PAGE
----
A storyteller

Family is a big deal for Renée, who cites her grandmother as an early inspiration for her passion for acting. “I fell in love with her storytelling at a very early age, when she used to read us stories,” remembers the star. “A story, whether a movie or a photograph, or a piece of music, can make people forget everything – even if it’s just for a split moment. If I can do that with my audience then I’m satisfied, because that’s where the magic lies for me. To move people by telling stories.”

So what will be the next story for Renée to tell? The actor still has a long list of directors she hopes to work with one day. “I’m constantly inspired,” she grins. “I could go from country to country naming directors. There’s so much talent out there…I just hope I get to work with the people that will inspire, to tell great and important stories that I’d very much like to be a part of.”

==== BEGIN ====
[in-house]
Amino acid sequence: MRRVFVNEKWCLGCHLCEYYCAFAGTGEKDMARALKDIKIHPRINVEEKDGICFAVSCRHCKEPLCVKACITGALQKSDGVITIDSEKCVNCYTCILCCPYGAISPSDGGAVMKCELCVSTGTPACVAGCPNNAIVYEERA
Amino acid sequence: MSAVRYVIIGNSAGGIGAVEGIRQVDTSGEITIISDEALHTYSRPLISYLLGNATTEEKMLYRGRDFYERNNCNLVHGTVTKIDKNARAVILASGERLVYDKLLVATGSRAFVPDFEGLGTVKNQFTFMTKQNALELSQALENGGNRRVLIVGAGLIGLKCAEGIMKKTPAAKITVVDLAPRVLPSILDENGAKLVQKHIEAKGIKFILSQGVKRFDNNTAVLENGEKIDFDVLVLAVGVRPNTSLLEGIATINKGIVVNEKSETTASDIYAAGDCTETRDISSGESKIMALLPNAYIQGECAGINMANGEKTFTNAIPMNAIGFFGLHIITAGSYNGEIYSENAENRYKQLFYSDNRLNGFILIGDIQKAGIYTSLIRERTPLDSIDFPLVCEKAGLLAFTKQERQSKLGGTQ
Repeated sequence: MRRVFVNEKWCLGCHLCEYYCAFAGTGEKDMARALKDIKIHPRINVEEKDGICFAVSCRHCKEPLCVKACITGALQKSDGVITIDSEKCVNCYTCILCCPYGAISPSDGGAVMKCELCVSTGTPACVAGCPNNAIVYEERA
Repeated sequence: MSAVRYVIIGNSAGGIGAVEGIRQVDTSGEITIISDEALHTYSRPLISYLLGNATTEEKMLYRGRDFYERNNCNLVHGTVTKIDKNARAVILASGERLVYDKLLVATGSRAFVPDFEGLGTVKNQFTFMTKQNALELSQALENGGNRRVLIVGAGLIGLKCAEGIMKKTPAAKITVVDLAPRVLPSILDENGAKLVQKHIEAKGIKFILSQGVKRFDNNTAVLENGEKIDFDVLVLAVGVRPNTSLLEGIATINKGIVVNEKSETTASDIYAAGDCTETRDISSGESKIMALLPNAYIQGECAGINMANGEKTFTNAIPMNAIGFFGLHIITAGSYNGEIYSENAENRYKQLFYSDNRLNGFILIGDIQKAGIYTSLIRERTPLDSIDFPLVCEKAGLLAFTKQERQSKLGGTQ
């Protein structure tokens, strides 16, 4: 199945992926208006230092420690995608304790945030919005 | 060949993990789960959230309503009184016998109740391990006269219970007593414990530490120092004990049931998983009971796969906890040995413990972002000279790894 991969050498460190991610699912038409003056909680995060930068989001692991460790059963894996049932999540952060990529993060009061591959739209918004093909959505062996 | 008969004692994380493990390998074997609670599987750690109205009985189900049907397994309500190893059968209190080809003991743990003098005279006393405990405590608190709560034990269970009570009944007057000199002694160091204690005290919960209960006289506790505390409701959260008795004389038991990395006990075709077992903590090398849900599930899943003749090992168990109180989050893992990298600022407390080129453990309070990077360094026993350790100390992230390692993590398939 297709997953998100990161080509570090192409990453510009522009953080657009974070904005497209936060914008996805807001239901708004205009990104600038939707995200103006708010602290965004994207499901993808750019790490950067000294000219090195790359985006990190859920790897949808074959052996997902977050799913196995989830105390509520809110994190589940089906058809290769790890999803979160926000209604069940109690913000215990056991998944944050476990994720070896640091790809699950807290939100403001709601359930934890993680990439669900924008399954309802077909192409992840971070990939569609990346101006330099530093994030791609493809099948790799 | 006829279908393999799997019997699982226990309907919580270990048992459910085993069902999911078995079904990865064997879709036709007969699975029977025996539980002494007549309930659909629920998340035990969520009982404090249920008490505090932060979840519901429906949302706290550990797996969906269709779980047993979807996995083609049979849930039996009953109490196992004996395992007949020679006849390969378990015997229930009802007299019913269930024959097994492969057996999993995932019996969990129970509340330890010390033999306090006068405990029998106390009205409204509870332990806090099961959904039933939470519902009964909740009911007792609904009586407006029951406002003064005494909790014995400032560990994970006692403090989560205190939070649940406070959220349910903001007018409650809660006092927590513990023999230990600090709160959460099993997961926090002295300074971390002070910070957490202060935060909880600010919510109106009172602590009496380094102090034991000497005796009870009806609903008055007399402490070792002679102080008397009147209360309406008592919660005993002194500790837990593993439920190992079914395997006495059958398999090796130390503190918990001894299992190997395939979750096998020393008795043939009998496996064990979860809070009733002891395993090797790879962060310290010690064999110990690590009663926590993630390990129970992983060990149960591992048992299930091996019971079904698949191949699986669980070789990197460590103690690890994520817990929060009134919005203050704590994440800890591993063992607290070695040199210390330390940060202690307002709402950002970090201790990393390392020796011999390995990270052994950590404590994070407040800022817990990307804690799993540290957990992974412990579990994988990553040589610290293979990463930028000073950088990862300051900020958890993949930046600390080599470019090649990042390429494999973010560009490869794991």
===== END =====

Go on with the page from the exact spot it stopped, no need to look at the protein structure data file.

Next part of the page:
Big dreams

And could we ever see Renée making the move behind the camera? Perhaps not yet. “Well, before I move behind the camera I hope I still get to do a lot in front of it,” she concludes. “I have big dreams and have always envisaged myself as someone who will find a way to push my own limits. I hope that I will continue to be inspired by my heroes and heroines and hopefully one day to inspire those who came after me. I love what I do and take my passion very seriously – it’s a craft.”

TEXT: ANNA VILLELEGER